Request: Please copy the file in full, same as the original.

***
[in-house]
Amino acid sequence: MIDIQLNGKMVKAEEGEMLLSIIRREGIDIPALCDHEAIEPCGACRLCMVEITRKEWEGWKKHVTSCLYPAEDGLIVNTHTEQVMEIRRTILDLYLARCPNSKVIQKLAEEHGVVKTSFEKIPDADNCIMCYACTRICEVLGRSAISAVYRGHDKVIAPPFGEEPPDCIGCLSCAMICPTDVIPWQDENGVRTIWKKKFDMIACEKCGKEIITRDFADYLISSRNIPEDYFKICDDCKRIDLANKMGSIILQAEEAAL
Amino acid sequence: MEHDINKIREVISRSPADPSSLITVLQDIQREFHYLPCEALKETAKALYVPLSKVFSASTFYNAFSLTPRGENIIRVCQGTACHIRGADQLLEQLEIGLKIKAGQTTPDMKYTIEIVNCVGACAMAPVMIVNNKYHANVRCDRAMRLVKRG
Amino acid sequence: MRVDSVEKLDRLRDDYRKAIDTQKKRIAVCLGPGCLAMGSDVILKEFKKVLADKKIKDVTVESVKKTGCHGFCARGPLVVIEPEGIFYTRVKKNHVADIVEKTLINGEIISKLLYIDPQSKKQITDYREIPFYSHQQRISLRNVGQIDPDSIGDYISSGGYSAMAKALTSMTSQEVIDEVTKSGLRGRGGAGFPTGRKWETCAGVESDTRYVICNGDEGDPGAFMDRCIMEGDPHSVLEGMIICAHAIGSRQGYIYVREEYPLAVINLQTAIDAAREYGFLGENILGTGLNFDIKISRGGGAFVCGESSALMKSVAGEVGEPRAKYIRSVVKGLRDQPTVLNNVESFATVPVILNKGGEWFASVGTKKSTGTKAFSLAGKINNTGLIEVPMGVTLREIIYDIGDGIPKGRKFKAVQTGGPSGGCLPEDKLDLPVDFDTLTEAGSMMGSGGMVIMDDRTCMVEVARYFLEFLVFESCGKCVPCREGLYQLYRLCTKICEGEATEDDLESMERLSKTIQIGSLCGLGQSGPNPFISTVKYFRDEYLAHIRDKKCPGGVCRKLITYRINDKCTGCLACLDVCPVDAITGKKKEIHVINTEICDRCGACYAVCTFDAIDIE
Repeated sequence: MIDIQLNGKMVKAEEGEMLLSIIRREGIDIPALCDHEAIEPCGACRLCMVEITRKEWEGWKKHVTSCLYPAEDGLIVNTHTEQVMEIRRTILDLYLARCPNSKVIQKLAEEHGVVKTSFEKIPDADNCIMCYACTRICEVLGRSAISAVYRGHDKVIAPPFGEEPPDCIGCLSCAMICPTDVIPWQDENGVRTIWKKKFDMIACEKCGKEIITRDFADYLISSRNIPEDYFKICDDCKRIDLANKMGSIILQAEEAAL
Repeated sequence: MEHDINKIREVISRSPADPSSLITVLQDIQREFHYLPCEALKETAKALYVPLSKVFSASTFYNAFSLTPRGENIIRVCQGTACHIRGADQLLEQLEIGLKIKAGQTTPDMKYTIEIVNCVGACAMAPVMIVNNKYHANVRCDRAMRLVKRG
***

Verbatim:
[in-house]
Amino acid sequence: MIDIQLNGKMVKAEEGEMLLSIIRREGIDIPALCDHEAIEPCGACRLCMVEITRKEWEGWKKHVTSCLYPAEDGLIVNTHTEQVMEIRRTILDLYLARCPNSKVIQKLAEEHGVVKTSFEKIPDADNCIMCYACTRICEVLGRSAISAVYRGHDKVIAPPFGEEPPDCIGCLSCAMICPTDVIPWQDENGVRTIWKKKFDMIACEKCGKEIITRDFADYLISSRNIPEDYFKICDDCKRIDLANKMGSIILQAEEAAL
Amino acid sequence: MEHDINKIREVISRSPADPSSLITVLQDIQREFHYLPCEALKETAKALYVPLSKVFSASTFYNAFSLTPRGENIIRVCQGTACHIRGADQLLEQLEIGLKIKAGQTTPDMKYTIEIVNCVGACAMAPVMIVNNKYHANVRCDRAMRLVKRG
Amino acid sequence: MRVDSVEKLDRLRDDYRKAIDTQKKRIAVCLGPGCLAMGSDVILKEFKKVLADKKIKDVTVESVKKTGCHGFCARGPLVVIEPEGIFYTRVKKNHVADIVEKTLINGEIISKLLYIDPQSKKQITDYREIPFYSHQQRISLRNVGQIDPDSIGDYISSGGYSAMAKALTSMTSQEVIDEVTKSGLRGRGGAGFPTGRKWETCAGVESDTRYVICNGDEGDPGAFMDRCIMEGDPHSVLEGMIICAHAIGSRQGYIYVREEYPLAVINLQTAIDAAREYGFLGENILGTGLNFDIKISRGGGAFVCGESSALMKSVAGEVGEPRAKYIRSVVKGLRDQPTVLNNVESFATVPVILNKGGEWFASVGTKKSTGTKAFSLAGKINNTGLIEVPMGVTLREIIYDIGDGIPKGRKFKAVQTGGPSGGCLPEDKLDLPVDFDTLTEAGSMMGSGGMVIMDDRTCMVEVARYFLEFLVFESCGKCVPCREGLYQLYRLCTKICEGEATEDDLESMERLSKTIQIGSLCGLGQSGPNPFISTVKYFRDEYLAHIRDKKCPGGVCRKLITYRINDKCTGCLACLDVCPVDAITGKKKEIHVINTEICDRCGACYAVCTFDAIDIE
Repeated sequence: MIDIQLNGKMVKAEEGEMLLSIIRREGIDIPALCDHEAIEPCGACRLCMVEITRKEWEGWKKHVTSCLYPAEDGLIVNTHTEQVMEIRRTILDLYLARCPNSKVIQKLAEEHGVVKTSFEKIPDADNCIMCYACTRICEVLGRSAISAVYRGHDKVIAPPFGEEPPDCIGCLSCAMICPTDVIPWQDENGVRTIWKKKFDMIACEKCGKEIITRDFADYLISSRNIPEDYFKICDDCKRIDLANKMGSIILQAEEAAL
Repeated sequence: MEHDINKIREVISRSPADPSSLITVLQDIQREFHYLPCEALKETAKALYVPLSKVFSASTFYNAFSLTPRGENIIRVCQGTACHIRGADQLLEQLEIGLKIKAGQTTPDMKYTIEIVNCVGACAMAPVMIVNNKYHANVRCDRAMRLVKRG